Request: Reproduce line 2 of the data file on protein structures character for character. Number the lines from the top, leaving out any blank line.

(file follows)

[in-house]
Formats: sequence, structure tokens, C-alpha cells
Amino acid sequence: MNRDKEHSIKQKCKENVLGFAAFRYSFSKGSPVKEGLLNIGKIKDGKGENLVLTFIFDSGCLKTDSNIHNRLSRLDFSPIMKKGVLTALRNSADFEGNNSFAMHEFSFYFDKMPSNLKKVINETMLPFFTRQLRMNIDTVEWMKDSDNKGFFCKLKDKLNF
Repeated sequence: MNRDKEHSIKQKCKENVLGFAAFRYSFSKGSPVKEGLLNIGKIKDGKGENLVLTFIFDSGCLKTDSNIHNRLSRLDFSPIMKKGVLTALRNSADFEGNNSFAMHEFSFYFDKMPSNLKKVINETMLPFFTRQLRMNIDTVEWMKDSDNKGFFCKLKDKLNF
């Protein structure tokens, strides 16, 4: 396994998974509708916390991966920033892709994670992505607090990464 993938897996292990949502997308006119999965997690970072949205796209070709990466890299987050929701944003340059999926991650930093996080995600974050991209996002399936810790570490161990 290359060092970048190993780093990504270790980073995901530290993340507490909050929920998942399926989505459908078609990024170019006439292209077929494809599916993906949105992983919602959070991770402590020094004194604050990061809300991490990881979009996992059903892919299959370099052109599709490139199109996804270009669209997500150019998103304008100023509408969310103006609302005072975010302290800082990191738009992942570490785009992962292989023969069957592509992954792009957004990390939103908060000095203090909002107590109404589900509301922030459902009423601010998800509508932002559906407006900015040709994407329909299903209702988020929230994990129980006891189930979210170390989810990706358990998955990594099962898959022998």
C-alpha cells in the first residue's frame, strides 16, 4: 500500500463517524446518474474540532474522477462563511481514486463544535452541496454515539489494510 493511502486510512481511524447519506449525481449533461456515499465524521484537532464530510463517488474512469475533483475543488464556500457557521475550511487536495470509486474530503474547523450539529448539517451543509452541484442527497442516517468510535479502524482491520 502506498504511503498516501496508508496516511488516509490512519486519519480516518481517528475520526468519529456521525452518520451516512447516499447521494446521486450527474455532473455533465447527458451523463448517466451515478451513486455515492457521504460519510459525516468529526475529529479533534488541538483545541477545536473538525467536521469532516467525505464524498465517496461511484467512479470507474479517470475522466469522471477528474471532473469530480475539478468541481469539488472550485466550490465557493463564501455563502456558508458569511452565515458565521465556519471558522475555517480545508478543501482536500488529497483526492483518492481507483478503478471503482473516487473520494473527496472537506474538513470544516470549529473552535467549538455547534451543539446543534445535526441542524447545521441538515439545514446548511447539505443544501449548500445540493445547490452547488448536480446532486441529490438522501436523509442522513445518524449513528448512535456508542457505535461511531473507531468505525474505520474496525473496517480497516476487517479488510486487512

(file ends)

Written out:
Formats: sequence, structure tokens, C-alpha cells